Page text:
Public enemies: Will public pensions really cause a fiscal ‘tsunami,’ or do critics have a case of pension envy?
Sacramento News and Review
Sept. 1, 2011
By Cosmo Garvin
Firefighters, cops and teachers. Not so long ago, these public employees were among the most admired American workers.
“Now it’s like they’re the scapegoats for the problems of government. The cops and firefighters, the public-health nurses—they’ve become the bad guys,” says David Miller, a scientist with state Department of Toxic Substances Control.
It’s happening in places like Wisconsin—where Republican lawmakers have tried, and sometimes succeeded, to strip public employees of the right to collective bargaining.
It’s happening in Sacramento, which is ground zero for the pension-reform movement in California and its attempt to roll back generous benefits for folks like Miller, to raise retirement ages, or even make them give up the security of a guaranteed pension in favor of 401(k) plans.
While the stock market was booming and people’s retirement accounts were booming along with it, no one much begrudged the state worker, his or her public pension at the end of a career plodding along through civil service.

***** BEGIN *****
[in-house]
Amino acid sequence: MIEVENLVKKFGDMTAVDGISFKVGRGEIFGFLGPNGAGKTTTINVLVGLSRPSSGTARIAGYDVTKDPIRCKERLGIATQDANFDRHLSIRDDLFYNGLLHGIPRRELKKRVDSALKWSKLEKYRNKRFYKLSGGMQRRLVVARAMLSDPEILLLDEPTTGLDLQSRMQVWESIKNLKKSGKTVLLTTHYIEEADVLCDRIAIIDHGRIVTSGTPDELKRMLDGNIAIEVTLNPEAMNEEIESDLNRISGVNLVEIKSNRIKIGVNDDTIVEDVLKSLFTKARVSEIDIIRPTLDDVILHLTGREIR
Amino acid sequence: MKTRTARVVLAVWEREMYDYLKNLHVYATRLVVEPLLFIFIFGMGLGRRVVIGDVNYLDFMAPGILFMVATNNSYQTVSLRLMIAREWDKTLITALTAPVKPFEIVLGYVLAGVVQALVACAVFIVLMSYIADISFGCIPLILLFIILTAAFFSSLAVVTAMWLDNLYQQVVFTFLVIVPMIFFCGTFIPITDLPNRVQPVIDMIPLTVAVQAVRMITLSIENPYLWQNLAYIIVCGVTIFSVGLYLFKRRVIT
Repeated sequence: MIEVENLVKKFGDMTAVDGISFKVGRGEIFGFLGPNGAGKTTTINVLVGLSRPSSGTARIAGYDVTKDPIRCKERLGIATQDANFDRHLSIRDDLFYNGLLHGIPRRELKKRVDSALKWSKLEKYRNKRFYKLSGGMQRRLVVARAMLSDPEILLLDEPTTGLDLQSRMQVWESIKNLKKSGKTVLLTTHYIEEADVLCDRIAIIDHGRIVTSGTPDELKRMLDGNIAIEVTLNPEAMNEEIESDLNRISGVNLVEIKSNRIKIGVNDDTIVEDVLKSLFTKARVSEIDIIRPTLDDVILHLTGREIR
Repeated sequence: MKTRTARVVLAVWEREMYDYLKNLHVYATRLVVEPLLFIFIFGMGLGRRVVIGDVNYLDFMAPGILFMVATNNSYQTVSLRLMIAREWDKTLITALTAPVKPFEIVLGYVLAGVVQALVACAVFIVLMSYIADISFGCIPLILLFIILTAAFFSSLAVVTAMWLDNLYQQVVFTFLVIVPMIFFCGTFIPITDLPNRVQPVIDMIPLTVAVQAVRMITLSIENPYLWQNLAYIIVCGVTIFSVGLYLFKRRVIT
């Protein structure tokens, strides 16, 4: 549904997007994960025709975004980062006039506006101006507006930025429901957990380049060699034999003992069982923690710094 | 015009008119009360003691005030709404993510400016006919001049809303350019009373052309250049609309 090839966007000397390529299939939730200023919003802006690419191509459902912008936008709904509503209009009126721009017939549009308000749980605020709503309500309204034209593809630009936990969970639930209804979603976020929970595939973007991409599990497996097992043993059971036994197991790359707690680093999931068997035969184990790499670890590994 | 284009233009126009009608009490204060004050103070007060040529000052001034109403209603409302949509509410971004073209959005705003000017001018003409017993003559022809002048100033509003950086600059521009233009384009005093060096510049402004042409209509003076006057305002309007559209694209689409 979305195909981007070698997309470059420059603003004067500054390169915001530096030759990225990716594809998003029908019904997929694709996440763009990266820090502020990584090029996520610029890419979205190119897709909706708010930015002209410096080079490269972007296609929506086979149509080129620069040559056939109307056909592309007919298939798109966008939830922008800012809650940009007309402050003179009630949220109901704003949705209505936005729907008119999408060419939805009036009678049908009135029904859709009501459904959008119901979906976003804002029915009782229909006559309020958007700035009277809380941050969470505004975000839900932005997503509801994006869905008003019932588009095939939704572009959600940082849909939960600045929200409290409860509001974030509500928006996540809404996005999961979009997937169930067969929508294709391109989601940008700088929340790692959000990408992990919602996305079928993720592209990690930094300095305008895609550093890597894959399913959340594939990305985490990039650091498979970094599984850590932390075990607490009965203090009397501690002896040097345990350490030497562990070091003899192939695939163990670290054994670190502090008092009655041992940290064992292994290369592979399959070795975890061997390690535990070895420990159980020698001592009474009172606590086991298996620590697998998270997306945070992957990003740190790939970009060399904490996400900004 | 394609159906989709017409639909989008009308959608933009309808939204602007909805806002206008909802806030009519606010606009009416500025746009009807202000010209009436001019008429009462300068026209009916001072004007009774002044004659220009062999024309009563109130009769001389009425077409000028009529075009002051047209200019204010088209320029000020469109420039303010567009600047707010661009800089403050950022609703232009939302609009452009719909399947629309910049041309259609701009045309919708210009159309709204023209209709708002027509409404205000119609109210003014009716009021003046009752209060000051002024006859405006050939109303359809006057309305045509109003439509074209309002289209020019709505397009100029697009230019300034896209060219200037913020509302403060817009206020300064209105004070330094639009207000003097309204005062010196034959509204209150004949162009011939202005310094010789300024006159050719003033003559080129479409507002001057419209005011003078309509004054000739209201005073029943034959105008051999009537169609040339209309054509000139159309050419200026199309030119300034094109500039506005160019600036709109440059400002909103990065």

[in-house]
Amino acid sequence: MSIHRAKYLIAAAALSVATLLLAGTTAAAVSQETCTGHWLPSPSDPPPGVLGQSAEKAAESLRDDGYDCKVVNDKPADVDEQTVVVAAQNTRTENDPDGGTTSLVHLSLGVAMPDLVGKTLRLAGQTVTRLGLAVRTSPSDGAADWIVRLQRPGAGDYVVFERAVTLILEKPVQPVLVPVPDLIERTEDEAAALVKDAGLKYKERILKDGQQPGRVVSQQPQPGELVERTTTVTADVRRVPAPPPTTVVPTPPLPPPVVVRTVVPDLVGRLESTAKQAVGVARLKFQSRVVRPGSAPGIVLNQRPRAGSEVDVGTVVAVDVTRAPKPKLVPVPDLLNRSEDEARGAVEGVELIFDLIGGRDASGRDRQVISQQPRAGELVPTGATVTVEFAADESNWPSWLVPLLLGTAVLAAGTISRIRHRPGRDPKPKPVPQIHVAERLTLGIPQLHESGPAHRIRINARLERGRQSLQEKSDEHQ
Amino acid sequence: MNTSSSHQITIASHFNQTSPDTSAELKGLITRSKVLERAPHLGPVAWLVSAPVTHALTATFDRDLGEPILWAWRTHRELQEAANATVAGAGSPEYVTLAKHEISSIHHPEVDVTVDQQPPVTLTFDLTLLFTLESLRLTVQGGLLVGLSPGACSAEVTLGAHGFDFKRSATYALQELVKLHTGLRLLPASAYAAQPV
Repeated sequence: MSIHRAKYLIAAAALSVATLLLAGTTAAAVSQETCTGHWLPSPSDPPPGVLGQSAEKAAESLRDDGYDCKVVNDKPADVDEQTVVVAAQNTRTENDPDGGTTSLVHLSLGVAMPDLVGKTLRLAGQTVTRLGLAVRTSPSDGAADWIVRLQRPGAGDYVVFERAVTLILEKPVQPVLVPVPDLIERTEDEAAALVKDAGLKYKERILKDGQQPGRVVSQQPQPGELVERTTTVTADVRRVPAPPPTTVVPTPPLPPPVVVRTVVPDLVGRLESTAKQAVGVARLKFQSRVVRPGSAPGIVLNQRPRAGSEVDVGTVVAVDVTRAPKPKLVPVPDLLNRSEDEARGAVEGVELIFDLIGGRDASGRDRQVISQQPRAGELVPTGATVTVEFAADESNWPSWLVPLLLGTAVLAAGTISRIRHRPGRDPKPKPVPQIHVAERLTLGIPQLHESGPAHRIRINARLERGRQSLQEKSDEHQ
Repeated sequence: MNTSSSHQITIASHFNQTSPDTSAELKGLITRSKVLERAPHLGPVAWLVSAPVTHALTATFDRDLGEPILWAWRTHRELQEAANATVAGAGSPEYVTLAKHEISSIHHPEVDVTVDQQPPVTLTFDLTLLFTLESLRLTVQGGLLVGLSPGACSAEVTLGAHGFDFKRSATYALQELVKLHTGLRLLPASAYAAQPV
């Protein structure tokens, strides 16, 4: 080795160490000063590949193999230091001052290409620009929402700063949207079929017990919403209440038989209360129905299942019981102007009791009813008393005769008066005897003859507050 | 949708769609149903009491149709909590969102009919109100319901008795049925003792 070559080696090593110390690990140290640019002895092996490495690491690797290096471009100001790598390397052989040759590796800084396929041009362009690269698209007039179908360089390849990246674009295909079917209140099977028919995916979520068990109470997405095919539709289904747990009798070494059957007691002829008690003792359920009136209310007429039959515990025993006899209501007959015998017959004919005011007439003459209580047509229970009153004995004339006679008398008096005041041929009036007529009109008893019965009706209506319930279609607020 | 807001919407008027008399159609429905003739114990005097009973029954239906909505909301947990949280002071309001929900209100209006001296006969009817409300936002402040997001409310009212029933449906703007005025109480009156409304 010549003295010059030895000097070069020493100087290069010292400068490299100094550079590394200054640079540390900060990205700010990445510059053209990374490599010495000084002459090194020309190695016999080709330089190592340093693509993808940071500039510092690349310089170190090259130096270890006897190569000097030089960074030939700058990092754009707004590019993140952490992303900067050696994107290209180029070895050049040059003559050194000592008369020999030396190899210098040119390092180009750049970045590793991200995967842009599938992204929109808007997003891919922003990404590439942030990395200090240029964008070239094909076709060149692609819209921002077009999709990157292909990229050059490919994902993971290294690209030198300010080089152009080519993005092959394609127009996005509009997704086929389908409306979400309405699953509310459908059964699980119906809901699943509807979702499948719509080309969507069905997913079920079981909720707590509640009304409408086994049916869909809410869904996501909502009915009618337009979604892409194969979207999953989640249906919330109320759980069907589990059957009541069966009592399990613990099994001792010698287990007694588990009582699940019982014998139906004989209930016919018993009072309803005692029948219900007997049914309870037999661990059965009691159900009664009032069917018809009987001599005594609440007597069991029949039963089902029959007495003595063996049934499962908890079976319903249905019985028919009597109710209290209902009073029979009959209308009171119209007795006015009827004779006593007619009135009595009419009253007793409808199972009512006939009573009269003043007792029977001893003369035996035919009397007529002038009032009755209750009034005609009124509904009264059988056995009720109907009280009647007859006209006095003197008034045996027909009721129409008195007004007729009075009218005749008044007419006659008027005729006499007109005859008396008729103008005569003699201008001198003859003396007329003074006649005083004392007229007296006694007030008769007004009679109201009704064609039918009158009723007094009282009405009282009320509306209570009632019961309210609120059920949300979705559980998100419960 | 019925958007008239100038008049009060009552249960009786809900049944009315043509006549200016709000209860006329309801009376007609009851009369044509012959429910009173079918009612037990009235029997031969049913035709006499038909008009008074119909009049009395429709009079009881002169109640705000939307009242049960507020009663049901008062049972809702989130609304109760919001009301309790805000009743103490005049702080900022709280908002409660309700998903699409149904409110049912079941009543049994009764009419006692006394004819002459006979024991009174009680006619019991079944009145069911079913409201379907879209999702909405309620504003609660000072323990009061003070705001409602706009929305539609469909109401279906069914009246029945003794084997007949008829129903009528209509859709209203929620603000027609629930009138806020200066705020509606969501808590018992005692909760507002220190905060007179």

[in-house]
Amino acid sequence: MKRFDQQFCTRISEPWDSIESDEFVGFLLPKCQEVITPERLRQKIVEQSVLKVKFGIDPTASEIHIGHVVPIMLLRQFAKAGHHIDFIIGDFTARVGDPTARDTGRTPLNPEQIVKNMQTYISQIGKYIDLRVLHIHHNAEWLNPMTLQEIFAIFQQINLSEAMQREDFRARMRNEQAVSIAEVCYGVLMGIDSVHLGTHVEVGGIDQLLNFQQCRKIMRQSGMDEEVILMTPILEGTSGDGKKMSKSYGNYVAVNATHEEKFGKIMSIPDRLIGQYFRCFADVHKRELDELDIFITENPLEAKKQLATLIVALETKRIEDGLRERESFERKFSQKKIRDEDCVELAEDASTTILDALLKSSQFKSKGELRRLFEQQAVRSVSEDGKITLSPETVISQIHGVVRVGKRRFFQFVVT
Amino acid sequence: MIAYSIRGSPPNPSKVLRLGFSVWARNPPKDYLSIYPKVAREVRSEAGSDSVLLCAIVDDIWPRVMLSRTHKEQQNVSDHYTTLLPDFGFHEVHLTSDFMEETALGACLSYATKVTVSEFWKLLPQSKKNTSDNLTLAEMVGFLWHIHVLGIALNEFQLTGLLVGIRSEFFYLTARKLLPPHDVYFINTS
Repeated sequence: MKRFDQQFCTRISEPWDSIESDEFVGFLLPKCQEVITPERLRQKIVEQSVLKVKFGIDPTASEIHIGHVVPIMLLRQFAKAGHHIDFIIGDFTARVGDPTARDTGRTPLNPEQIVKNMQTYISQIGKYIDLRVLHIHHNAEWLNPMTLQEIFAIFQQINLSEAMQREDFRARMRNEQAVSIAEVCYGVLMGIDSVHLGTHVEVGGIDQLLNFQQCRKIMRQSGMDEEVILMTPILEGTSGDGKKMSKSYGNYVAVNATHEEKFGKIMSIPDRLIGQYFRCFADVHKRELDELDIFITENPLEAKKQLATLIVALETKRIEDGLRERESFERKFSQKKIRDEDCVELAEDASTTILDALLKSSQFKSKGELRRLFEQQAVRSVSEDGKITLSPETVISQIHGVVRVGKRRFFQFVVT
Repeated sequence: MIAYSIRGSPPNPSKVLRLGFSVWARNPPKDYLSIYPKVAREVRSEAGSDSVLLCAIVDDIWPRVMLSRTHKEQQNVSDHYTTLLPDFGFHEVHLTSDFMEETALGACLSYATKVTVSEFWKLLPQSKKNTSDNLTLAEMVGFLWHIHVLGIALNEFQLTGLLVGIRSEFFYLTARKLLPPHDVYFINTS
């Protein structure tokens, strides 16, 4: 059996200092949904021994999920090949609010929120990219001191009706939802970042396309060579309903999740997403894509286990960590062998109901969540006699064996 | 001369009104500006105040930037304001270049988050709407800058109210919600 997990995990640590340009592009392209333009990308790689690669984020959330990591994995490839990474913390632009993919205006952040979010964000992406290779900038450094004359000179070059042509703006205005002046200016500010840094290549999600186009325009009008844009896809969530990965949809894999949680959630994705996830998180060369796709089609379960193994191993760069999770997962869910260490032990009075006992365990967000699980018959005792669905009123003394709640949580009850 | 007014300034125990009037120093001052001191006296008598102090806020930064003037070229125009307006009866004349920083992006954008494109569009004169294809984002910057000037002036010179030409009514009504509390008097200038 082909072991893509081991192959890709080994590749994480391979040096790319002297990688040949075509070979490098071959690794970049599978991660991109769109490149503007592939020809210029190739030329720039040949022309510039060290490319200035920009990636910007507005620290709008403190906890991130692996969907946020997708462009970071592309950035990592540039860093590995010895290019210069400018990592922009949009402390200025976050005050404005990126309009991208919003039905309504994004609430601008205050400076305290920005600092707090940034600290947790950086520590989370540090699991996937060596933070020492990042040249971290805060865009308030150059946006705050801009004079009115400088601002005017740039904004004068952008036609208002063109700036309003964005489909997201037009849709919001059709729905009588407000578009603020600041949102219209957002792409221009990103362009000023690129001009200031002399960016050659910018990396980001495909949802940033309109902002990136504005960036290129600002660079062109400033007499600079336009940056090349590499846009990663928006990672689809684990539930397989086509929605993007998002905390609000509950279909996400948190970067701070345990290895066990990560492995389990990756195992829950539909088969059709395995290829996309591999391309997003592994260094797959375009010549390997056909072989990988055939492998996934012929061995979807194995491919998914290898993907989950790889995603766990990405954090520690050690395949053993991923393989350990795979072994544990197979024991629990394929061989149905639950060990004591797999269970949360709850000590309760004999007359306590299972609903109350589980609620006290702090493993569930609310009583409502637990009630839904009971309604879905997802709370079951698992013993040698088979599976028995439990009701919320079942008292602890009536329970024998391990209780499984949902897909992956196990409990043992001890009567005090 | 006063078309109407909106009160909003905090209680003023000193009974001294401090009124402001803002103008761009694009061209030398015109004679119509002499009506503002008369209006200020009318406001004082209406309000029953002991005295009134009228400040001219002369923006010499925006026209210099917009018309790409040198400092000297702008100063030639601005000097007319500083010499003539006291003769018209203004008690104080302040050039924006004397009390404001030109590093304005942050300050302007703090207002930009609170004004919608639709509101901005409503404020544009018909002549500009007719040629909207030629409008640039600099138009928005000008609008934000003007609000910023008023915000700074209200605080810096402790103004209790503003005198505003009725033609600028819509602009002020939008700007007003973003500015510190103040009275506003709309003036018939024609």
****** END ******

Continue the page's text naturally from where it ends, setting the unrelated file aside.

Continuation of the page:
“Today, I think a lot of people don’t have that retirement security anymore. And they’re wondering, ‘Why should some public employee get it?’” says Miller. “And I think it plays really well to the tea party folks. ‘Look at those hogs at the trough, getting the kind of retirement you aren’t!’ Of course, the corporate executives are still getting it.”
Miller makes decent money. He’s a senior scientist with the state, with advanced degrees and 20 years of service under his belt. He grosses more than $70,000 a year, but he could easily be making six figures working for a private company or the federal government.
Public-employee unions can point to a stack of studies that show government employees tend to make a little less than their private-sector counterparts. And waves of pink-slipped teachers and cops show that public employees are just as vulnerable as anyone else, if not more so, to the unemployment crisis.
Now government workers are clinging fiercely to the security promised by those government pension plans. And their critics are trying just as aggressively to strip them of those rights.